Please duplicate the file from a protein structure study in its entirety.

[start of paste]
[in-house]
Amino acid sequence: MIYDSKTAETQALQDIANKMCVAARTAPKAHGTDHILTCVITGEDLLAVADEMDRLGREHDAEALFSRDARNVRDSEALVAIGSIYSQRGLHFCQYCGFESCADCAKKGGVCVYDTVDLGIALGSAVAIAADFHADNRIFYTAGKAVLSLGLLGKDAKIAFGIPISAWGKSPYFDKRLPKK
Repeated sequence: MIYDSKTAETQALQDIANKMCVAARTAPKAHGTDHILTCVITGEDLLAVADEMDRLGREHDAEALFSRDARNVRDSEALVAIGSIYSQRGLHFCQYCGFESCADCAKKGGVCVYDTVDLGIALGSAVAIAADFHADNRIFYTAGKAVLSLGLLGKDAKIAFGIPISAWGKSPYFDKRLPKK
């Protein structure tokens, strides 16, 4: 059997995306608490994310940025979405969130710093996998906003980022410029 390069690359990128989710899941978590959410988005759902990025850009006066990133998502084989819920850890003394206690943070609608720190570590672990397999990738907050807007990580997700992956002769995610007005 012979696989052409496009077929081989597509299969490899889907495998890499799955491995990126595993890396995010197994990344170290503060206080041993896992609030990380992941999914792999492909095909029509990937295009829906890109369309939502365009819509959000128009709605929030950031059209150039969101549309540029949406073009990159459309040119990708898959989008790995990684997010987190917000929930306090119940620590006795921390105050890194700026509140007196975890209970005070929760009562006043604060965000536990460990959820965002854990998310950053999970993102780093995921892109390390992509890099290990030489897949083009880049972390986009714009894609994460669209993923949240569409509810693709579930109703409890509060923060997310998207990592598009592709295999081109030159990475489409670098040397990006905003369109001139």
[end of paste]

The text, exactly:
[in-house]
Amino acid sequence: MIYDSKTAETQALQDIANKMCVAARTAPKAHGTDHILTCVITGEDLLAVADEMDRLGREHDAEALFSRDARNVRDSEALVAIGSIYSQRGLHFCQYCGFESCADCAKKGGVCVYDTVDLGIALGSAVAIAADFHADNRIFYTAGKAVLSLGLLGKDAKIAFGIPISAWGKSPYFDKRLPKK
Repeated sequence: MIYDSKTAETQALQDIANKMCVAARTAPKAHGTDHILTCVITGEDLLAVADEMDRLGREHDAEALFSRDARNVRDSEALVAIGSIYSQRGLHFCQYCGFESCADCAKKGGVCVYDTVDLGIALGSAVAIAADFHADNRIFYTAGKAVLSLGLLGKDAKIAFGIPISAWGKSPYFDKRLPKK
């Protein structure tokens, strides 16, 4: 059997995306608490994310940025979405969130710093996998906003980022410029 390069690359990128989710899941978590959410988005759902990025850009006066990133998502084989819920850890003394206690943070609608720190570590672990397999990738907050807007990580997700992956002769995610007005 012979696989052409496009077929081989597509299969490899889907495998890499799955491995990126595993890396995010197994990344170290503060206080041993896992609030990380992941999914792999492909095909029509990937295009829906890109369309939502365009819509959000128009709605929030950031059209150039969101549309540029949406073009990159459309040119990708898959989008790995990684997010987190917000929930306090119940620590006795921390105050890194700026509140007196975890209970005070929760009562006043604060965000536990460990959820965002854990998310950053999970993102780093995921892109390390992509890099290990030489897949083009880049972390986009714009894609994460669209993923949240569409509810693709579930109703409890509060923060997310998207990592598009592709295999081109030159990475489409670098040397990006905003369109001139």